Between the lines

By Jason Cassidy

In almost all levels of sport, it’s inevitable you’ll get moved at some point. Cut from one team, traded from another, graduation, and so on. In any case, it’s always a shock.

Watching the NHL trade deadline over the March break reminded me that such a devastating day for some, has turned into a television spectacle for all to see. Some networks dedicated 12-hour specials designed like game shows, while others had around-the-clock live blogging sites.

All the while, the players brewed a pot of coffee, dropped their children off at school, and grew grey waiting to see which state or country they would call home tomorrow.

Don’t get me wrong, I get it. It’s professional sport and there aren’t many downfalls to being a multi-millionaire.

Amateur sport present some of these same obstacles on a smaller scale.

Sometimes they’re unexpected, leaving you, no doubt, unprepared. Other times, you couldn’t be more prepared to move onto the next level, or search for greener pastures.

Ultimately, though, it makes for difficult times. Being moved from one city to the next presents a challenge.

One day you’re in a city that’s comfortable and familiar. Over time, you develop friendships and form fond memories. The city finds a place in your heart.

But because of your particular skill, another city is calling. Sport is a business that’s expanding and searching for progression and you’re just an investment searching for a home.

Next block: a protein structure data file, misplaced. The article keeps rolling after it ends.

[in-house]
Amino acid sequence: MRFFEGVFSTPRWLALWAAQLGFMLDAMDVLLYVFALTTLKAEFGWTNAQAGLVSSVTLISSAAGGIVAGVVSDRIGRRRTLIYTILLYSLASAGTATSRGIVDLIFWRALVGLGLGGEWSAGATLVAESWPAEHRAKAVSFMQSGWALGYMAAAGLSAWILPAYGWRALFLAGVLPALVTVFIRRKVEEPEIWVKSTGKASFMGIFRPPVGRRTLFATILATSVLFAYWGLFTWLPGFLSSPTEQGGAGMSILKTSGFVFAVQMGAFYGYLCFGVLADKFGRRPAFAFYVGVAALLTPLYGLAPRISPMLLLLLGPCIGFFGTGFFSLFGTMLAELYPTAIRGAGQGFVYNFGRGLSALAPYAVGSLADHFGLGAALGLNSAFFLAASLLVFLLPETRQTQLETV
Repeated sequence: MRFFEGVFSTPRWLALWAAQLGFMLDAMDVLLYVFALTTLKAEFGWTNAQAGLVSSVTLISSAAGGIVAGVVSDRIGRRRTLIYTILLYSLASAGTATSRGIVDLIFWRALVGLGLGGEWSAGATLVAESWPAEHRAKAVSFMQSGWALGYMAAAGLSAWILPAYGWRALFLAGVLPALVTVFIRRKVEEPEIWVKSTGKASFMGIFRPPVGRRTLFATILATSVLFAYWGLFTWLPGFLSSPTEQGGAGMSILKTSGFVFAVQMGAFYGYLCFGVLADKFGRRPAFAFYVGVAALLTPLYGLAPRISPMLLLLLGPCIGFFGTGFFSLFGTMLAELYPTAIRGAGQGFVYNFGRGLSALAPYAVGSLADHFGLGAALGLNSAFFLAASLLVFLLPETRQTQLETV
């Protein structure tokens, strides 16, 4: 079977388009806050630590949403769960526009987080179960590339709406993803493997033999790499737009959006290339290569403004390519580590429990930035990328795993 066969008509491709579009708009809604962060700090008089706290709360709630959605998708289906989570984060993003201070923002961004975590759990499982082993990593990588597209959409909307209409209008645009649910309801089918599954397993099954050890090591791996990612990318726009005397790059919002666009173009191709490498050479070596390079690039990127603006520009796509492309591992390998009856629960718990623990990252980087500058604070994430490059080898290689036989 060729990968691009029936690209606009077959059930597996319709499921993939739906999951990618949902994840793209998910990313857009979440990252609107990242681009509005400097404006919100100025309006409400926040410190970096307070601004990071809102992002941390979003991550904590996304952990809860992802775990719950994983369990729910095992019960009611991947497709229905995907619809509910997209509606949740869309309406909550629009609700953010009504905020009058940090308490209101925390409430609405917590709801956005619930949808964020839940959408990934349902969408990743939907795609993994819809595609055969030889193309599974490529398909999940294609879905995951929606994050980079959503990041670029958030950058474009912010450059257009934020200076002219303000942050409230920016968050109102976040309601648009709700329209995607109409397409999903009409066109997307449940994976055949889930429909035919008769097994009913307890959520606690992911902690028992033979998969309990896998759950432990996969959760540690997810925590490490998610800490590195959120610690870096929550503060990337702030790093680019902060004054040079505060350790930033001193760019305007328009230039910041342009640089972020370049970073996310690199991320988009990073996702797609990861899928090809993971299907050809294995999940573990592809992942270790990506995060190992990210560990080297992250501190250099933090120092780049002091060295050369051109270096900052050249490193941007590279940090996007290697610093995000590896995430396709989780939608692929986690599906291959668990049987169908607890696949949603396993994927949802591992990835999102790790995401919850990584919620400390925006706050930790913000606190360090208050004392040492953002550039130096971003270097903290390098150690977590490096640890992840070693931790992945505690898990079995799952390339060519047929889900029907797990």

Harsh, but it’s reality.

A change in scenery or coaching style may shake up an athlete’s familiarity and force them to adapt. After being in one place for an extended period, you get comfortable. And sometimes, not all times, being comfortable is a dangerous thing.

Being an optimist, change is intriguing. Sure, the feeling of uncertainty gives me the jitters, but once that subsides, you’re in for an experience.

Moving around is expected for an athlete and like I’ve said from the beginning, it’s all a part of the ride. Meeting people, traveling to unfamiliar cities, and developing as a person is what sport is all about.

The day that I don’t expect my life to be flipped upside down is the day that I’ll want it to happen the most. The minute I’m content with my surroundings is the minute I want a shake up.

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